Effect of pulse pressure on the predictability of stroke volume variation for fluid responsiveness in patients with coronary disease

So Yeon Kim, Young Song, Jae Kwang Shim, Younglan Kwak

Research output: Contribution to journalArticle

5 Citations (Scopus)

Abstract

Purpose: We hypothesized that the predictability of stroke volume variation (SVV) on fluid responsiveness would be reduced in patients with coronary disease who have wide pulse pressure (PP). Methods: Sixty-six patients undergoing coronary surgery were divided into 2 groups according to the PP measured 1 day before surgery: normal PP (n = 33, PP ≤ 60 mm Hg) or wide PP (n = 33, PP > 60 mm Hg). After applying mechanical ventilation, hemodynamic parameters (including SVV measured by the FloTrac/Vigileo system [Edwards Lifesciences, Irvine, Calif]) were recorded before and 10 minutes after fluid replacement in a closed-chest condition. Prediction of fluid responsiveness was tested by calculating the area under the receiver operating characteristic curves. Results: Twenty-one patients in the normal PP and 16 patients in the wide PP condition were fluid responders. The area under the receiver operating characteristic curves of SVV to predict fluid responsiveness were 0.808 (P = .022) and 0.609 (P = .288) in the normal PP and wide PP patients, respectively. In the normal PP condition, a SVV value of 13% discriminated between fluid responders and nonresponders with a sensitivity of 76% and a specificity of 67%. Conclusions: In contrast to patients with normal PP, SVV does not predict fluid responsiveness in patients with coronary disease who have wide PP.

Original languageEnglish
Pages (from-to)318.e1-318.e7
JournalJournal of Critical Care
Volume28
Issue number3
DOIs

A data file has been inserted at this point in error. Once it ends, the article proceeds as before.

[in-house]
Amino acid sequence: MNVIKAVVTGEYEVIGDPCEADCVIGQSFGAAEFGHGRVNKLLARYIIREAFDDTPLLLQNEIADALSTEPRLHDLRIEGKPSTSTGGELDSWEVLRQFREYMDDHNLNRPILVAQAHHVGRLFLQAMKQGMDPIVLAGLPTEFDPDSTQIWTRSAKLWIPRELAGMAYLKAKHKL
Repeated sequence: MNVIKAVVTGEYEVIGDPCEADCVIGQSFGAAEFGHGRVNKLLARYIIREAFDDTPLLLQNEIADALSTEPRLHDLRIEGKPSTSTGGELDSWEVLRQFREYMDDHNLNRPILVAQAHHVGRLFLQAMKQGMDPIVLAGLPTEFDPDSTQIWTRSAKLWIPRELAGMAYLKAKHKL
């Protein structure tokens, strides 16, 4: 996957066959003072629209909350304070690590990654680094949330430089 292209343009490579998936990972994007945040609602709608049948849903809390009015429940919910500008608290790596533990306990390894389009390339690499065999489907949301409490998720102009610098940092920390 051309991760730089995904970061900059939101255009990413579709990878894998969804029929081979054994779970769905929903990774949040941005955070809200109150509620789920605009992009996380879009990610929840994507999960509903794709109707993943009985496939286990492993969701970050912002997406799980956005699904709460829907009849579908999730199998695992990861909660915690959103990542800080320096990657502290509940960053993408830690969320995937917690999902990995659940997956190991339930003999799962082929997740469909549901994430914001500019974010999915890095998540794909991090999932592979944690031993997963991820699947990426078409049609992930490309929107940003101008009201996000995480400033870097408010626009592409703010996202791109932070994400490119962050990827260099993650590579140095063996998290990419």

Publication statusPublished - 2013 Jan 1

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Stroke Volume
Coronary Disease
Blood Pressure
ROC Curve
Ambulatory Surgical Procedures
Artificial Respiration
Thorax
Hemodynamics

All Science Journal Classification (ASJC) codes

  • Critical Care and Intensive Care Medicine

Cite this

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abstract = "Purpose: We hypothesized that the predictability of stroke volume variation (SVV) on fluid responsiveness would be reduced in patients with coronary disease who have wide pulse pressure (PP). Methods: Sixty-six patients undergoing coronary surgery were divided into 2 groups according to the PP measured 1 day before surgery: normal PP (n = 33, PP ≤ 60 mm Hg) or wide PP (n = 33, PP > 60 mm Hg). After applying mechanical ventilation, hemodynamic parameters (including SVV measured by the FloTrac/Vigileo system [Edwards Lifesciences, Irvine, Calif]) were recorded before and 10 minutes after fluid replacement in a closed-chest condition. Prediction of fluid responsiveness was tested by calculating the area under the receiver operating characteristic curves. Results: Twenty-one patients in the normal PP and 16 patients in the wide PP condition were fluid responders. The area under the receiver operating characteristic curves of SVV to predict fluid responsiveness were 0.808 (P = .022) and 0.609 (P = .288) in the normal PP and wide PP patients, respectively. In the normal PP condition, a SVV value of 13{\%} discriminated between fluid responders and nonresponders with a sensitivity of 76{\%} and a specificity of 67{\%}. Conclusions: In contrast to patients with normal PP, SVV does not predict fluid responsiveness in patients with coronary disease who have wide PP.",
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Effect of pulse pressure on the predictability of stroke volume variation for fluid responsiveness in patients with coronary disease. / Kim, So Yeon; Song, Young; Shim, Jae Kwang; Kwak, Younglan.

In: Journal of Critical Care, Vol. 28, No. 3, 01.01.2013, p. 318.e1-318.e7.

Research output: Contribution to journalArticle

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